Type of Document Master's Thesis Author White Jr, John Bernell Author's Email Address email@example.com URN etd-04252012-175722 Title The Strategic Mind of Zbigniew Brzezinski: How a Native Pole Used Afghanistan to Protect His Homeland Degree Master of Arts in Liberal Arts (M.A.L.A.) Department Liberal Arts (Interdepartmental Program) Advisory Committee
Advisor Name Title Clark, William A. Committee Chair Hilton, Stanley E. Committee Member Roider, Karl A. Committee Member Keywords
- Cold War
- Peaceful Engagement
- Walt Slocombe
- Robert Gates
- Zbigniew Brzezinski
- Jimmy Carter
- Soviet Union
- Pope John Paul II
- Le Nouvel Observateur
Date of Defense 2012-04-18 Availability unrestricted AbstractMany years after the Soviet Union invaded Afghanistan in late 1979, Zbigniew Brzezinski and Robert Gates revealed several formerly classified details regarding the Carter Administration’s pre-invasion aid to the Mujahideen resistance fighters. Unwittingly, these separate yet interconnected disclosures from Brzezinski and Gates gave the appearance that the White House had intentionally lured the USSR into an insurgent-infested trap in Afghanistan designed to give Moscow its own Vietnam War. Brzezinski, being in a much higher position within the administration than Gates and coming forth with the most provocative revelations, was subsequently accused by many of essentially instigating a war all by himself. But although Brzezinski had hoped that the Soviets would get bogged down in a “Vietnamese quagmire” in Afghanistan if they decided to intervene, he did not attempt to lure the Russians into a trap. The covert aid to the Mujahideen was carried out to trap Moscow only if it continued to act aggressively in the Third World.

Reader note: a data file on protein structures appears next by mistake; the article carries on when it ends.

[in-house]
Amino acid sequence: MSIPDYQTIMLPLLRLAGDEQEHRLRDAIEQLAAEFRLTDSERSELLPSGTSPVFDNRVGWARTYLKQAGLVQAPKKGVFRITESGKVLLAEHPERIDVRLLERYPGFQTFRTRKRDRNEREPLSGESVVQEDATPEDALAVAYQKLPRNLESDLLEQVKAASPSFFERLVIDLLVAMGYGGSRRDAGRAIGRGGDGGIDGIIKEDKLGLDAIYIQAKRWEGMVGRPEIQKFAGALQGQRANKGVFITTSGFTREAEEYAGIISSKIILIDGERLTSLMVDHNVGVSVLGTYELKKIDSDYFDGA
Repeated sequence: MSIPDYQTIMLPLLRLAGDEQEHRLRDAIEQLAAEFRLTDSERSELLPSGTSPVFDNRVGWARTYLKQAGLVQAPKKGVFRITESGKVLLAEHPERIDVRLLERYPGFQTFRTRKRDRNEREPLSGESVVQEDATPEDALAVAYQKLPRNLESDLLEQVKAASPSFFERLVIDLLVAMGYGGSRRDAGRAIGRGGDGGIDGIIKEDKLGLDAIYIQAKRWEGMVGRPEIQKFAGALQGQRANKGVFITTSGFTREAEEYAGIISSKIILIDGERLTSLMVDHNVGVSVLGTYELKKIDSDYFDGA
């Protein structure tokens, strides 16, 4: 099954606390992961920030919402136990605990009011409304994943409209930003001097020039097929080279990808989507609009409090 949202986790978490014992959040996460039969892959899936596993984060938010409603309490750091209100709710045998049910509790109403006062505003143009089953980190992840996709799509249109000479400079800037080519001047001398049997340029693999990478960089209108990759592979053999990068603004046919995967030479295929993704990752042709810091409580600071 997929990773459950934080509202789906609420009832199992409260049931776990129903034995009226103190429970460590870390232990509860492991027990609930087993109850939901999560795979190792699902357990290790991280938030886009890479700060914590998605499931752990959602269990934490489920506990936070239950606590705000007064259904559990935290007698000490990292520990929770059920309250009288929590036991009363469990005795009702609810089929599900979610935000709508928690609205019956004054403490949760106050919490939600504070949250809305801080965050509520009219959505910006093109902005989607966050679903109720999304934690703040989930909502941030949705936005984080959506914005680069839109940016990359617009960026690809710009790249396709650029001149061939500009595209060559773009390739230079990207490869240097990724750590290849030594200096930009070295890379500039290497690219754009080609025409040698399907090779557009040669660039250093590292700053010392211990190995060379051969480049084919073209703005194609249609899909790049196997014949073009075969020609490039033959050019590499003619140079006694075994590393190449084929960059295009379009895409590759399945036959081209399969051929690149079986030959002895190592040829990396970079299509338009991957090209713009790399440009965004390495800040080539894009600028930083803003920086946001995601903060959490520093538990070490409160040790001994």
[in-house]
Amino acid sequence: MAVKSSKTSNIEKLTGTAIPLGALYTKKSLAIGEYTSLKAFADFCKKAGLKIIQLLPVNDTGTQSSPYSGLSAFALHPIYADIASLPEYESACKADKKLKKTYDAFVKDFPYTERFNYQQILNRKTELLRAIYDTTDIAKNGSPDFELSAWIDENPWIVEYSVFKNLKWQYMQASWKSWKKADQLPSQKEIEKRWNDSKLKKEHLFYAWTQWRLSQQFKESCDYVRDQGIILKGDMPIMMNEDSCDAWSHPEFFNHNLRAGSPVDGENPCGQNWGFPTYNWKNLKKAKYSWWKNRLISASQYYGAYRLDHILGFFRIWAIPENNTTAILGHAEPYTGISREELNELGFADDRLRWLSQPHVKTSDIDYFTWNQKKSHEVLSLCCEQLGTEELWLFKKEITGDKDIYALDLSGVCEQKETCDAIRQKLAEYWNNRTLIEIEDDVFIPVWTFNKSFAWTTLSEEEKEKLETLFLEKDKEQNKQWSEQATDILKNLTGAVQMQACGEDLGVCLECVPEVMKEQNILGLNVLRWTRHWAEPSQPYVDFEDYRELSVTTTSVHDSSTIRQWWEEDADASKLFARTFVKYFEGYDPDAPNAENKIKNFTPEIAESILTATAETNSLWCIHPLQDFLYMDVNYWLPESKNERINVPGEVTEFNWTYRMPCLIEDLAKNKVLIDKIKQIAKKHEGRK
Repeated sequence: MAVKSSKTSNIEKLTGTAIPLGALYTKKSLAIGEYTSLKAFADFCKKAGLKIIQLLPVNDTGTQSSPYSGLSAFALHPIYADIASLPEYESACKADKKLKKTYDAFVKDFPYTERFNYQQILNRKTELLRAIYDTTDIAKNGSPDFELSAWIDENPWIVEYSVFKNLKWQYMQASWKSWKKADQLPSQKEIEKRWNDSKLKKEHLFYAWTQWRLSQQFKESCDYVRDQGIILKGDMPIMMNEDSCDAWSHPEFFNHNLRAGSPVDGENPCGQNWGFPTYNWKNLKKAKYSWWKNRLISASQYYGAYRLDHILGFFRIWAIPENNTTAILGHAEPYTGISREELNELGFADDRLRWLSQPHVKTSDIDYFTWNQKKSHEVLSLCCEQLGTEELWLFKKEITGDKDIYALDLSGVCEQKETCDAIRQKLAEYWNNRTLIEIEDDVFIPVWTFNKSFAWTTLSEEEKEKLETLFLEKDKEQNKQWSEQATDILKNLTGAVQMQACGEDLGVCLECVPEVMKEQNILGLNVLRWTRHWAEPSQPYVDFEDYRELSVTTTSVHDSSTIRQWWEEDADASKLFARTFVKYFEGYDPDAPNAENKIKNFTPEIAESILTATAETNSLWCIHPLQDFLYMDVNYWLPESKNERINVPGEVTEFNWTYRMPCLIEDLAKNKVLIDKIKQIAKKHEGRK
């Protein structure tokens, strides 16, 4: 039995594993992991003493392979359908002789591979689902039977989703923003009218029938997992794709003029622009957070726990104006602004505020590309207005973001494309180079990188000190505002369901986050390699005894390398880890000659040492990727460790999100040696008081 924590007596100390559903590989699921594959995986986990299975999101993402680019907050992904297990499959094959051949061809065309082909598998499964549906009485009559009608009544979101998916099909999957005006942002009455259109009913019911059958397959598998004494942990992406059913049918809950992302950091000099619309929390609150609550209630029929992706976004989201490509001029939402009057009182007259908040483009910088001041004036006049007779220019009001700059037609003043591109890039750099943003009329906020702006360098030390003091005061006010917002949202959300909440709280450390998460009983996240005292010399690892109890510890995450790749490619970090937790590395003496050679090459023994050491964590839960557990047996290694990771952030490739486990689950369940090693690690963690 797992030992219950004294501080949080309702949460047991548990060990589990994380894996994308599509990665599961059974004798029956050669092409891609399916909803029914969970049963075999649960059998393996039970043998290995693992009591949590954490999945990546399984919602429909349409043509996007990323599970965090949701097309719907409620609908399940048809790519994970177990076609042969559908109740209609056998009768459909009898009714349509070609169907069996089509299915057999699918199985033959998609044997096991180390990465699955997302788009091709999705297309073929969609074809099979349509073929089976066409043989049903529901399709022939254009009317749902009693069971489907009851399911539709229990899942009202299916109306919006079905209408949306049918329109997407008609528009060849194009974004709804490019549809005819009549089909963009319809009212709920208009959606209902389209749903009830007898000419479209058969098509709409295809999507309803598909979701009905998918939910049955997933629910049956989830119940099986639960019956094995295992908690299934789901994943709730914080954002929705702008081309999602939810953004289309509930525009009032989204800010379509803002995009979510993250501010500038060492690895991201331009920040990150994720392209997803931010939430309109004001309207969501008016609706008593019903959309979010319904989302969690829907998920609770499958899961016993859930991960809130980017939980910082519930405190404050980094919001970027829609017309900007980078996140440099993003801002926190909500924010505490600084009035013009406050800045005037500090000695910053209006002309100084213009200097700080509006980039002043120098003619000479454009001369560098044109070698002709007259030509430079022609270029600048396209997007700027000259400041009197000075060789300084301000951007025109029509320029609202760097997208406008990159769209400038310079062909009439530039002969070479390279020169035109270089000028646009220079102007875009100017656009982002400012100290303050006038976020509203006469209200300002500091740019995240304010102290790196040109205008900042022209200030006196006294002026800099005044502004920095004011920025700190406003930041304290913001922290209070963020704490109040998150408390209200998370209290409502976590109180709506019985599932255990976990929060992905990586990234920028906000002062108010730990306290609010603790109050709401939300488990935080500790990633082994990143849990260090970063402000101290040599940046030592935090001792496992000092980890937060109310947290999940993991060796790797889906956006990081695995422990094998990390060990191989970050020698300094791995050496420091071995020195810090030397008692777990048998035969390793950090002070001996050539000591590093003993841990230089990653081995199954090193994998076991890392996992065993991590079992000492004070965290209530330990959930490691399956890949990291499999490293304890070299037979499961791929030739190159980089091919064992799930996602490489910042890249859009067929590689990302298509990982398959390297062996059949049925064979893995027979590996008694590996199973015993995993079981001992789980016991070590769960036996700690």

In addition to Brzezinski’s need to limit the Soviet Union’s capability to project strength in the Third World, he admitted to this author that he had other strategic and personal reasons for aiding the Mujahideen. Months before President Carter signed the covert aid directive on July 3, 1979, Brzezinski had begun to receive quite explicit information from CIA assets in his native Poland that the situation there was on the verge of an explosion. These developments prompted him to turn his thoughts toward both crises simultaneously, with the ultimate goal to develop a strategy that would protect his homeland at all costs. In the final analysis, Brzezinski was correct in his assessment that aiding the Mujahideen and turning up the heat on the Soviets in Afghanistan would later prevent the Kremlin from sending its troops into Poland in order to squelch the burgeoning labor movement known as Solidarity.
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